Assessment of postreperfusion myocardial hemorrhage using proton NMR imaging at 1.5 T.
BACKGROUND Intramyocardial hemorrhage occurs frequently after reperfusion of acute myocardial infarction. However, its significance has not yet been established, mainly because of the lack of methods for detecting such hemorrhage. The following ex vivo study was carried out to assess the potential of nuclear magnetic resonance (NMR) imaging to detect and quantitate postreperfusion intramyocardial hemorrhage.
METHODS AND RESULTS Sixteen adult mongrel dogs underwent 3 hours of coronary occlusion followed by 1 hour of reperfusion, and three dogs underwent 4 hours of occlusion without reperfusion. Radiolabeled microspheres and 51Cr-labeled red blood cells were used to assess flow and evaluate the extent of hemorrhage. These results were later compared with both NMR and histology. Spin-echo NMR imaging was performed on the excised hearts using a 1.5-T system. Macroscopic assessment of the sliced myocardium revealed the existence of hemorrhage in 14 of the 16 dogs that underwent reperfusion but in none of those with occlusion only. In all 16 dogs with reperfusion, zones of increased signal intensity (SI) ratio (1.68 +/- 0.41 compared with control, p less than 0.05) were seen in regions relating to the distribution of the occluded coronary artery, whereas in 13 of the 16 dogs, areas of decreased SI within the zone of increased SI ratio (0.81 +/- 0.16 compared with control, p less than 0.05) were also seen, corresponding to regions with macroscopic hemorrhage. In contrast, in the three dogs without reperfusion, no macroscopic hemorrhage was observed, and likewise, no NMR zones of reduced SI were detected. Hemorrhage size by NMR (decreased SI zones), correlated well with hemorrhage size calculated from tissue slices (r = 0.96, SEE = 0.92%, p less than 0.01), or by 51Cr labeling (r = 0.78, SEE = 1.5, p = 0.1). In the reperfusion group, T2 relaxation times in the infarcted hemorrhagic zone (58 +/- 9 msec) were significantly lower than the infarcted zones without hemorrhage (98 +/- 13 msec, p less than 0.001). In contrast, when compared with control (964 +/- 72 msec), T1 relaxation times were significantly increased in both infarct zones, either with (1,284 +/- 176 msec) or without (1,266 +/- 103 msec) hemorrhage. The selective shortening of T2 relaxation times in the hemorrhagic regions is consistent with the paramagnetic effects of deoxyhemoglobin.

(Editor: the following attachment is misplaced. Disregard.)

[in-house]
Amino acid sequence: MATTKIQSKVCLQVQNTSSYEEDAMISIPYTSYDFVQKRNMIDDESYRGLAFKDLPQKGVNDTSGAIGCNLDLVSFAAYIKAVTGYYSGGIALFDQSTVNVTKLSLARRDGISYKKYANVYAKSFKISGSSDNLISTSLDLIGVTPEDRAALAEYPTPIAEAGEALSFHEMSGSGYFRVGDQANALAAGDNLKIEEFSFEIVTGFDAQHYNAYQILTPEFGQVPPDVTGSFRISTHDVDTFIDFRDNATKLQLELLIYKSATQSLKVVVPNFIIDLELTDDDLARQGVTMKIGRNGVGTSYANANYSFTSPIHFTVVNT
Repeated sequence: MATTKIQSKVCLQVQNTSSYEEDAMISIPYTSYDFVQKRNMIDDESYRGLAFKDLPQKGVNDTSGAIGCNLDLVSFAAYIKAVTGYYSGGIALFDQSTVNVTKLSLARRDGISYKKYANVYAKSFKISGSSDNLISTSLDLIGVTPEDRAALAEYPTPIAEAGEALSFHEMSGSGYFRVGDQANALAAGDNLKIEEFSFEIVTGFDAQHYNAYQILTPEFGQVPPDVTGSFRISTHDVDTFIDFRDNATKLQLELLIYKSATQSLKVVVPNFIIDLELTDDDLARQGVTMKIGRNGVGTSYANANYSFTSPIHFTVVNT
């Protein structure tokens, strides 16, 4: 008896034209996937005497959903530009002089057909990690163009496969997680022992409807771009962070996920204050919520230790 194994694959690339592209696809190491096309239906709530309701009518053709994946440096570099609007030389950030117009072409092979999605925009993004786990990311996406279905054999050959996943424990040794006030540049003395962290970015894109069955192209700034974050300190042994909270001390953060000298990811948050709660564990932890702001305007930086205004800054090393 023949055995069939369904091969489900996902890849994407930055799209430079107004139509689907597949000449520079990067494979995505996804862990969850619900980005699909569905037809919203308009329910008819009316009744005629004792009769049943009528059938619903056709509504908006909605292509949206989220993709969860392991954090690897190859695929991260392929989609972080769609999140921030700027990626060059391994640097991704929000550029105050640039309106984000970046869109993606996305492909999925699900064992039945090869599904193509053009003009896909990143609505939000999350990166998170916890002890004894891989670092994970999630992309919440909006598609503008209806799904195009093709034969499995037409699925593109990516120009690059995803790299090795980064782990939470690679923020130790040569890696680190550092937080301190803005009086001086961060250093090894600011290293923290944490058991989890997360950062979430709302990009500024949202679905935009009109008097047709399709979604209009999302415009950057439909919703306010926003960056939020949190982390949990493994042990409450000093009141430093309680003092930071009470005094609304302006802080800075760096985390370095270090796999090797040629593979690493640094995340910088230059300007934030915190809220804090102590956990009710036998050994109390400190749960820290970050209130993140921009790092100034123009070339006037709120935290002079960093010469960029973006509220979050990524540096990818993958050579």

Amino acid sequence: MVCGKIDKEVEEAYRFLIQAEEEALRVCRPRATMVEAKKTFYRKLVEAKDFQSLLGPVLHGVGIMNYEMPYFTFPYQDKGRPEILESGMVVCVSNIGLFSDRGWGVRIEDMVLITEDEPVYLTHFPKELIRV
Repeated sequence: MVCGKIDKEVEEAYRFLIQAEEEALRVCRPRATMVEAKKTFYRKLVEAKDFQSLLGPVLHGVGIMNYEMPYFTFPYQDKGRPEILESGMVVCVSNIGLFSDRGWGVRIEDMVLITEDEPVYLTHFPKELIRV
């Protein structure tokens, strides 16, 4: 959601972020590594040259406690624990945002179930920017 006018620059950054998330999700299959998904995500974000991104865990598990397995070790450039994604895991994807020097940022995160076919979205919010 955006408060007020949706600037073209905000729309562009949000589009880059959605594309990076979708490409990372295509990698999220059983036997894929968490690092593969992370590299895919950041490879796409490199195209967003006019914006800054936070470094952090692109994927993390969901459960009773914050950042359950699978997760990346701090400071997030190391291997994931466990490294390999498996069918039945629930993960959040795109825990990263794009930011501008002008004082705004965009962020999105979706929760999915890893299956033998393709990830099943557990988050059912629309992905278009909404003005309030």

CONCLUSIONS NMR imaging may provide a noninvasive approach for the detection and quantitation of intramyocardial hemorrhage. This observation may provide a means to further characterize pathological processes associated with acute myocardial infarction and assess the role of myocardial hemorrhage after reperfusion therapy.
- Copyright © 1992 by American Heart Association